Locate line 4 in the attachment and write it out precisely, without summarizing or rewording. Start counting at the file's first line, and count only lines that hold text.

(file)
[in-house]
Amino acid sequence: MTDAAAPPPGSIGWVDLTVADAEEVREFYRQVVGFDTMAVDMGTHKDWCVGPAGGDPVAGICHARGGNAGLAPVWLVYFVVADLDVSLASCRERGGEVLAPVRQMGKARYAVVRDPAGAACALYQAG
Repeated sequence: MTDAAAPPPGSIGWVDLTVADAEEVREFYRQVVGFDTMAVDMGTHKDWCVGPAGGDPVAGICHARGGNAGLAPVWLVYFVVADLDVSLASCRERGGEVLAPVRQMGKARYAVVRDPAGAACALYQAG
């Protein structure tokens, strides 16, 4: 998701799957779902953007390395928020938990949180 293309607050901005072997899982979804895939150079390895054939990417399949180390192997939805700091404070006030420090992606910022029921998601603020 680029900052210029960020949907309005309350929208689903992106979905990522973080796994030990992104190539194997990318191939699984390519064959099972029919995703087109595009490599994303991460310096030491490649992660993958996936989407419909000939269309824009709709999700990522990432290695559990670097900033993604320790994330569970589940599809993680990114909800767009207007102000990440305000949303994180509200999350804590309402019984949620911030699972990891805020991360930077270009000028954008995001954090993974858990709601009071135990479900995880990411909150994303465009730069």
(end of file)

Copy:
């Protein structure tokens, strides 16, 4: 998701799957779902953007390395928020938990949180 293309607050901005072997899982979804895939150079390895054939990417399949180390192997939805700091404070006030420090992606910022029921998601603020 680029900052210029960020949907309005309350929208689903992106979905990522973080796994030990992104190539194997990318191939699984390519064959099972029919995703087109595009490599994303991460310096030491490649992660993958996936989407419909000939269309824009709709999700990522990432290695559990670097900033993604320790994330569970589940599809993680990114909800767009207007102000990440305000949303994180509200999350804590309402019984949620911030699972990891805020991360930077270009000028954008995001954090993974858990709601009071135990479900995880990411909150994303465009730069």